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Nutr Cancer. 1987;9(2-3):73-80.

Fecal steroids and colorectal cancer.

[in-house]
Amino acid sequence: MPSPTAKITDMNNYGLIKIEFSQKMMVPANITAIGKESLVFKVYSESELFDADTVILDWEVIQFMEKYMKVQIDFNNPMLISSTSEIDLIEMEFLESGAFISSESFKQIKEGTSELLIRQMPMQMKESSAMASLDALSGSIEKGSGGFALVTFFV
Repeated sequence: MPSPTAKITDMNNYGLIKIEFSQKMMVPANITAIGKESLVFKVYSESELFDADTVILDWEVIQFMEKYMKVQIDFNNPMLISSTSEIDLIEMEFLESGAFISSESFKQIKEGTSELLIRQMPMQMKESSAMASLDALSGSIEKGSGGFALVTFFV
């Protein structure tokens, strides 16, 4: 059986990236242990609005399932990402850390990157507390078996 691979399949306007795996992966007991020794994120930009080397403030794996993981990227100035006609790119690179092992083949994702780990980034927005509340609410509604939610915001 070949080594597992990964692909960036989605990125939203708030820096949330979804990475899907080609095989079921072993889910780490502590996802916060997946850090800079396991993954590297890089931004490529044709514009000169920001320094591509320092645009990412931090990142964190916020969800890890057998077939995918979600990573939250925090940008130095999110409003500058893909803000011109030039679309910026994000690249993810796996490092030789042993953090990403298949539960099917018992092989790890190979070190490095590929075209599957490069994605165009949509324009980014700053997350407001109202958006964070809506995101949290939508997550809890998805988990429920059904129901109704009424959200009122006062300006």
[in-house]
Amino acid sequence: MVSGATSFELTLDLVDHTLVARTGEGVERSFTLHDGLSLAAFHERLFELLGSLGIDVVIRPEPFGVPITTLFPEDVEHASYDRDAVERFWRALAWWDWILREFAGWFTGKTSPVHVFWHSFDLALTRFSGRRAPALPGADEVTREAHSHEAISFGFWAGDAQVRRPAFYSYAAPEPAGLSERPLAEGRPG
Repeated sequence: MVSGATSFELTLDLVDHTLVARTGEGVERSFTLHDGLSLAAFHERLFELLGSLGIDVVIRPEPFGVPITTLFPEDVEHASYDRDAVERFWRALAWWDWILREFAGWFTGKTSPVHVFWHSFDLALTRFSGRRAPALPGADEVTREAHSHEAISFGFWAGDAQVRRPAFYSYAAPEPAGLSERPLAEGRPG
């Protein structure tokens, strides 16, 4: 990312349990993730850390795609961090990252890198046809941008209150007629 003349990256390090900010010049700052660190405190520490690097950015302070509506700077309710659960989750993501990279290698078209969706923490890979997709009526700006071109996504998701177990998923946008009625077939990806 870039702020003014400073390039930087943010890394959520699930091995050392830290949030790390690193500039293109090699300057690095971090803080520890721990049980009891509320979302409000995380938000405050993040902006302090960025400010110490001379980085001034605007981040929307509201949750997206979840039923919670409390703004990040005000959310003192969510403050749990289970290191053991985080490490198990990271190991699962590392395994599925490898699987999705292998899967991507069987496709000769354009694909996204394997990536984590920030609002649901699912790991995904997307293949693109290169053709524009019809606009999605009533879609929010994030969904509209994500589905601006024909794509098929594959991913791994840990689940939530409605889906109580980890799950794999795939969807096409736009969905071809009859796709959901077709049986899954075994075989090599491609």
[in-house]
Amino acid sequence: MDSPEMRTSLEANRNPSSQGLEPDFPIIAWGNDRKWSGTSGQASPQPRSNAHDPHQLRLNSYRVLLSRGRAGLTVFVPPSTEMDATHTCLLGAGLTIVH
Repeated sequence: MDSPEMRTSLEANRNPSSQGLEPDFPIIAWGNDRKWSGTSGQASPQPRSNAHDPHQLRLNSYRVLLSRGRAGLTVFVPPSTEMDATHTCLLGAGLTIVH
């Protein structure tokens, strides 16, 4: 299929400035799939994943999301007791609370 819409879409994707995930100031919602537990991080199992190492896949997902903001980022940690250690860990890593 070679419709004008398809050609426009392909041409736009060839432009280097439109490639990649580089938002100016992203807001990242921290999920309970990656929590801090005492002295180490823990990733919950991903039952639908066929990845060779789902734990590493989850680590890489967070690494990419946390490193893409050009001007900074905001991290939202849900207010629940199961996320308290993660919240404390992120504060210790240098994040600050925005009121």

The fecal steroid profiles of healthy subjects were compared with those of colorectal cancer (CRC) patients. The multicomponent profiles did not differ qualitatively in that CRC patients, like control subjects, had similar fecal steroids. The major bile acids detected in fecal extracts were lithocholic acid (LCA) and deoxycholic acid (DCA). The major sterol of animal origin was cholesterol and its bacterial metabolite coprostanol, whereas the major plant sterols were beta-sitosterol, stigmasterol, campesterol, and their corresponding bacterial metabolites. CRC patients excreted higher amounts of total major bile acids (LCA and DCA) than did the control group, but this difference was not significant. However, the LCA-to-DCA ratio was much higher in the CRC group [(1.43, p less than 0.01) compared with the control group (0.72)]. The control group excreted significantly higher amounts of total neutral sterols (p less than 0.001), sterols of animal origin (p less than 0.001), and plant sterols (p less than 0.001) compared with the CRC group; the plant sterols represented a much lower proportion of excreted total neutral sterols in the CRC group (p greater than 0.001) compared with the control group. We propose the following hypotheses. The LCA-to-DCA ratio may be an important discriminant market for CRC susceptibility. The fecal LCA-to-DCA ratio may depend on the differential hepatic synthesis of their respective precursors chenodeoxycholic acid (CDCA) and cholic acid. Hepatic synthesis of CDCA may be increased by more efficient conservation of dietary cholesterol because it has been shown that cholesterol of exogenous origin is the main precursor of this bile acid.(ABSTRACT TRUNCATED AT 250 WORDS).

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